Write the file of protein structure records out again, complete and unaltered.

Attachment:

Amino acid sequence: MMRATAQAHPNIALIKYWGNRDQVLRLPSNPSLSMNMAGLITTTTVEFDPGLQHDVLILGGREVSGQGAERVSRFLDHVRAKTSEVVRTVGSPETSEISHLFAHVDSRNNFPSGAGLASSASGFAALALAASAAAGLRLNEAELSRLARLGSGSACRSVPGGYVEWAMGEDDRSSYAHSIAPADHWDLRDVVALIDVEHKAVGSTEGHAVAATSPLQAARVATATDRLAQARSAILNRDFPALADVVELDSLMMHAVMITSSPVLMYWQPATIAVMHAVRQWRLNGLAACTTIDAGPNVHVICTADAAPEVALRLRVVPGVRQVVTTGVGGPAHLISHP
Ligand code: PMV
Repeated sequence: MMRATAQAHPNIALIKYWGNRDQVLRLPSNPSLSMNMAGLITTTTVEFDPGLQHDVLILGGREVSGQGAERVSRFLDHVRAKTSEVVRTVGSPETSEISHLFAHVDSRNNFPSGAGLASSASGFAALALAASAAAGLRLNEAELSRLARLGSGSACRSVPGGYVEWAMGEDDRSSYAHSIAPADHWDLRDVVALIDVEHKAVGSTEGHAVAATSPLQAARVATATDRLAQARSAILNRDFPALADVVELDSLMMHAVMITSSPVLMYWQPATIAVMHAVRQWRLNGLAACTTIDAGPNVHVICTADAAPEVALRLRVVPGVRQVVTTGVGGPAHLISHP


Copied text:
Amino acid sequence: MMRATAQAHPNIALIKYWGNRDQVLRLPSNPSLSMNMAGLITTTTVEFDPGLQHDVLILGGREVSGQGAERVSRFLDHVRAKTSEVVRTVGSPETSEISHLFAHVDSRNNFPSGAGLASSASGFAALALAASAAAGLRLNEAELSRLARLGSGSACRSVPGGYVEWAMGEDDRSSYAHSIAPADHWDLRDVVALIDVEHKAVGSTEGHAVAATSPLQAARVATATDRLAQARSAILNRDFPALADVVELDSLMMHAVMITSSPVLMYWQPATIAVMHAVRQWRLNGLAACTTIDAGPNVHVICTADAAPEVALRLRVVPGVRQVVTTGVGGPAHLISHP
Ligand code: PMV
Repeated sequence: MMRATAQAHPNIALIKYWGNRDQVLRLPSNPSLSMNMAGLITTTTVEFDPGLQHDVLILGGREVSGQGAERVSRFLDHVRAKTSEVVRTVGSPETSEISHLFAHVDSRNNFPSGAGLASSASGFAALALAASAAAGLRLNEAELSRLARLGSGSACRSVPGGYVEWAMGEDDRSSYAHSIAPADHWDLRDVVALIDVEHKAVGSTEGHAVAATSPLQAARVATATDRLAQARSAILNRDFPALADVVELDSLMMHAVMITSSPVLMYWQPATIAVMHAVRQWRLNGLAACTTIDAGPNVHVICTADAAPEVALRLRVVPGVRQVVTTGVGGPAHLISHP